We unfortunately do not have a whole lot to report in regard to the owl migration. The weather continues to limit our efforts and the owls have been slow when we have been able to open. The Northern Saw-whets have continued to be steady, but in very low numbers. We had decent success with Long-eared Owl (LEOW) at the start of their migration period, but it appears that they had a very poor breeding season last year. In spring the adults of many raptor species migrate a bit earlier than young birds, these are birds of sexual maturity that want to get up to the breeding grounds as early as possible to get the best breeding location they can. We often see this here with LEOW, with the early migration being mostly adults, and the number of young birds increasing later in their migration period. We experienced a decent migration of adult LEOW earlier this spring, but as the adults started winding down, we did not see the number of young birds start to increase. By the start of this month the adults had already slowed down considerably and the young simply never picked up, with 12 adult and just 8 young being banded so far this month. On the plus side, we are still catching some owls, we are off snowshoes and the mosquitoes haven’t started yet. We regularly remind ourselves that things could be much worse. Hopefully the little push of Saw-whets that we often get in late May will happen this year. Our season total now stands at 275 Saw-whets, two Boreals, 116 Long-eareds and five Barreds. We have also caught 25 previously banded Saw-whets.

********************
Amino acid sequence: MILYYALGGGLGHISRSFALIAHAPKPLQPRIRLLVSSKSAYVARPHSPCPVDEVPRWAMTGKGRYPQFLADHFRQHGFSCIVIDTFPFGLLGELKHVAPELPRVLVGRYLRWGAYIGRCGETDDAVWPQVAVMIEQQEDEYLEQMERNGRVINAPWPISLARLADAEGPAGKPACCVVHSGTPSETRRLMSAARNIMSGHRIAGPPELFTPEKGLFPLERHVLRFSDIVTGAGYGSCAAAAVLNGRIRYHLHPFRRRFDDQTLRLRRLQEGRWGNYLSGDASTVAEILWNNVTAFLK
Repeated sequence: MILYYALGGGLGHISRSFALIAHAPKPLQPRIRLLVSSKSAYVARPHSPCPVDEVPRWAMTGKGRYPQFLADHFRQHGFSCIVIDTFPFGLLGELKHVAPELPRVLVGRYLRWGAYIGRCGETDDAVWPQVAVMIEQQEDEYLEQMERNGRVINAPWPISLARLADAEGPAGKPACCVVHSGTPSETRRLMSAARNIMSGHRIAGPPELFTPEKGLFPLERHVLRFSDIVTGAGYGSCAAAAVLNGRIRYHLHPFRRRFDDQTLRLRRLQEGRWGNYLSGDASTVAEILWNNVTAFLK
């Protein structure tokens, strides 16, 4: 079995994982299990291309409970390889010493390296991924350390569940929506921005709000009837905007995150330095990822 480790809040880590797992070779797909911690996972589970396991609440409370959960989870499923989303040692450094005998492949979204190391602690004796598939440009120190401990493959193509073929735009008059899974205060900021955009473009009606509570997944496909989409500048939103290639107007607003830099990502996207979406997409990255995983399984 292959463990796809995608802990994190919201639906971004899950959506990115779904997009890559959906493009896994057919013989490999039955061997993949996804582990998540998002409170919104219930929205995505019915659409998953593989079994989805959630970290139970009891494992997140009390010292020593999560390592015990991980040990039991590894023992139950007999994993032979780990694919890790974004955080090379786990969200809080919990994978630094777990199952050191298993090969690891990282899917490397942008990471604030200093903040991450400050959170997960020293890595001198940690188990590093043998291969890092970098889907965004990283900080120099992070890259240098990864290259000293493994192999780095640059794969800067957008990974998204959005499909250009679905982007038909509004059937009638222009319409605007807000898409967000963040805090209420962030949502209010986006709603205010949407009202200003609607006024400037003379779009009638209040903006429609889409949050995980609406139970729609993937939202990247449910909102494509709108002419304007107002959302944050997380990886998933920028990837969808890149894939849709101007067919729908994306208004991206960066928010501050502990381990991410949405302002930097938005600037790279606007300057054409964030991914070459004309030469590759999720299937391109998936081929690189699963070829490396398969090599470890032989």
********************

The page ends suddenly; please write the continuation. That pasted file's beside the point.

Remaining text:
We did have some non-owl excitement since our last post. We mentioned previously that we regularly catch American Woodcock in the owl nets, but despite Wilson’s Snipe being a regular presence we had never caught one in the spring. We were naturally thrilled to band our first this spring, plus we happened to catch a Woodcock on the same check allowing for a nice comparison. They are both such cools birds.
Chris Neri & Nova Mackentley